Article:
uint32_t  nreloc;   /* number of relocation entries */
  uint32_t  flags;    /* flags (section type and attributes)*/
  uint32_t  reserved1;  /* reserved (for offset or index) */
  uint32_t  reserved2;  /* reserved (for count or sizeof) */
  uint32_t  reserved3;  /* reserved */
};

It turns out that the fields reserved1 and reserved2 are useful too.

If a section_64 structure is describing a symbol_stub or __la_symbol_ptr sections (read the previous post to learn about these sections), then the reserved1 field hold the index into the dynamic symbol table for the sections entries in the table.

symbol_stub sections also make use of the reserved2 field; the size of a single stub entry is stored in reserved2 otherwise, the field is set to 0.

Two notable differences between the dynamic symbol tables

  • There is an explicit section in ELF that contains Elf64_Sym entries. On Mach-O it’s just a list of 32bit offsets.
  • ELF provides a .hash section and/or .gnu_hash section to speed up symbol lookup. Mach-O does not.

What happens when you run strip?

Let’s use strip with no options (other than the filename).

On ELF:

  • All .debug_* sections are removed. These sections contain extra debugging information that helps debuggers figure out more precisely what went wrong.
  • .symtab section is removed.
  • .strtab section is removed.

On Mach-O:

  • Only undefined symbols and dynamic symbols are left in the symbol table. Everything else is removed.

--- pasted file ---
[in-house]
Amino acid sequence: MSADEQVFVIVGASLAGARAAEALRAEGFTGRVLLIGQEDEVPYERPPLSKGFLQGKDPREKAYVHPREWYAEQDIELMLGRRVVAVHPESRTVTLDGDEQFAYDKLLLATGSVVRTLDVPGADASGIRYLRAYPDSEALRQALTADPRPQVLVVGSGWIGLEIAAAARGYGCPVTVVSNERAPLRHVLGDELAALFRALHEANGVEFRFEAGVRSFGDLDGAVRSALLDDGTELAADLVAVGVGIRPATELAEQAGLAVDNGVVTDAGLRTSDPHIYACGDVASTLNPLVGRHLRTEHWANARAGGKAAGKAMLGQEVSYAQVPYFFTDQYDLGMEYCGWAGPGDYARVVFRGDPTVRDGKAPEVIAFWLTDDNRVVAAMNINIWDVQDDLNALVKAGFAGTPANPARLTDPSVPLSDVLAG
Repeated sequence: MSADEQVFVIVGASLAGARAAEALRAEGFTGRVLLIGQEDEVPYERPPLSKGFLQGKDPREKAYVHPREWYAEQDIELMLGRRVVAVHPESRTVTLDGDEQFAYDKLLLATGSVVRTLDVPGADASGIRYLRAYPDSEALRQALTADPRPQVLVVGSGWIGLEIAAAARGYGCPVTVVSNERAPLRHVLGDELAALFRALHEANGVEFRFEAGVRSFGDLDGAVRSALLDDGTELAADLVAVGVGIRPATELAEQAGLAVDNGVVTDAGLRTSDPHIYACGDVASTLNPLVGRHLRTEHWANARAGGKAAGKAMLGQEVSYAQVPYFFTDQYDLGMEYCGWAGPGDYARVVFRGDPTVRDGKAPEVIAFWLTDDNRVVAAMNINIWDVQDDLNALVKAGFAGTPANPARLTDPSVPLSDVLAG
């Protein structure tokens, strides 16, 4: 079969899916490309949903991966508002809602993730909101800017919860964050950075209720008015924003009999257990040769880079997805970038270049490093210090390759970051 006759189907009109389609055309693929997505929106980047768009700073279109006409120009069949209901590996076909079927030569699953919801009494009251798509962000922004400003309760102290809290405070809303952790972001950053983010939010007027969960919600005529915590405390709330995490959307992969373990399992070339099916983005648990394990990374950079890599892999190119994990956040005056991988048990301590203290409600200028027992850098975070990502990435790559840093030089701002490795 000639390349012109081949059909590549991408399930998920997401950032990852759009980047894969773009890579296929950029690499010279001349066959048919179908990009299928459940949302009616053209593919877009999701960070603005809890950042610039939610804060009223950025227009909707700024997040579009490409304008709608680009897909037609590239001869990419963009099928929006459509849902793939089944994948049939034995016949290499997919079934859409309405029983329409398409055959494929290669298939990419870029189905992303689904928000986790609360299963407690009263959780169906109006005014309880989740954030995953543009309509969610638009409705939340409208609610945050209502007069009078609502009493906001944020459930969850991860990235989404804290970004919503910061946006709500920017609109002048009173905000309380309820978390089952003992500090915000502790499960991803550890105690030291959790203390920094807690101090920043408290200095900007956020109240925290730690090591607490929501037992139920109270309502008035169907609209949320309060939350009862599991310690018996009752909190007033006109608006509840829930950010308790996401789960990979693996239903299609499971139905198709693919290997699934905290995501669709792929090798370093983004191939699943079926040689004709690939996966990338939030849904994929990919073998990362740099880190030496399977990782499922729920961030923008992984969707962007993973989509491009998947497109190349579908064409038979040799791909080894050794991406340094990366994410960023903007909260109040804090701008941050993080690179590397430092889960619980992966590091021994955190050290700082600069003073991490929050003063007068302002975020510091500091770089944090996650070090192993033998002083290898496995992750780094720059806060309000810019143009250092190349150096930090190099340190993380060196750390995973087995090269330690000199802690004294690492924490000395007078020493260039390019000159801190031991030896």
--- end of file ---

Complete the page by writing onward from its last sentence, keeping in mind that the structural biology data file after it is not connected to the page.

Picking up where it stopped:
How to strip so I can debug later (linux only)

If you decide to strip your binary please be considerate to future hackers who may need to debug your app for some reason.

You can be considerate by following the directions in strip(1):

1. Link the executable as normal. Assuming that is is called
“foo” then…

2. Run “objcopy –only-keep-debug foo foo.dbg” to
create a file containing the debugging info.

3. Run “objcopy –strip-debug foo” to create a
stripped executable.

4. Run “objcopy –add-gnu-debuglink=foo.dbg foo”
to add a link to the debugging info into the stripped executable.

And don’t forget to put your debugging information somewhere easily accessible and googleable.

If you do this: you are cool. If you don’t…

Conclusion

  1. I like the way ELF does dynamic symbol tables, the gnu_debuglink section, and the lookup hash table for dynamic symbols. All of these pieces are really useful and I am glad they exist.
  2. The indirect symbol table was a bit of a pain to track down on Mach-O as the information is hard to parse on the first pass. To be fair, it is all there if you google around a bit and put the pieces together.
  3. On Linux, if you strip, please add a gnu_debuglink section and put the debug information somewhere I can find it.

Thanks for reading and don’t forget to subscribe (via RSS or e-mail) and follow me on twitter.

References

Written by Joe Damato

June 1st, 2010 at 5:59 am

Posted in linux,osx,systems,x86

Tagged with , , , , , ,

Descent into Darkness: Understanding your system’s binary interface is the only way out

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Written by Joe Damato

March 15th, 2010 at 12:11 pm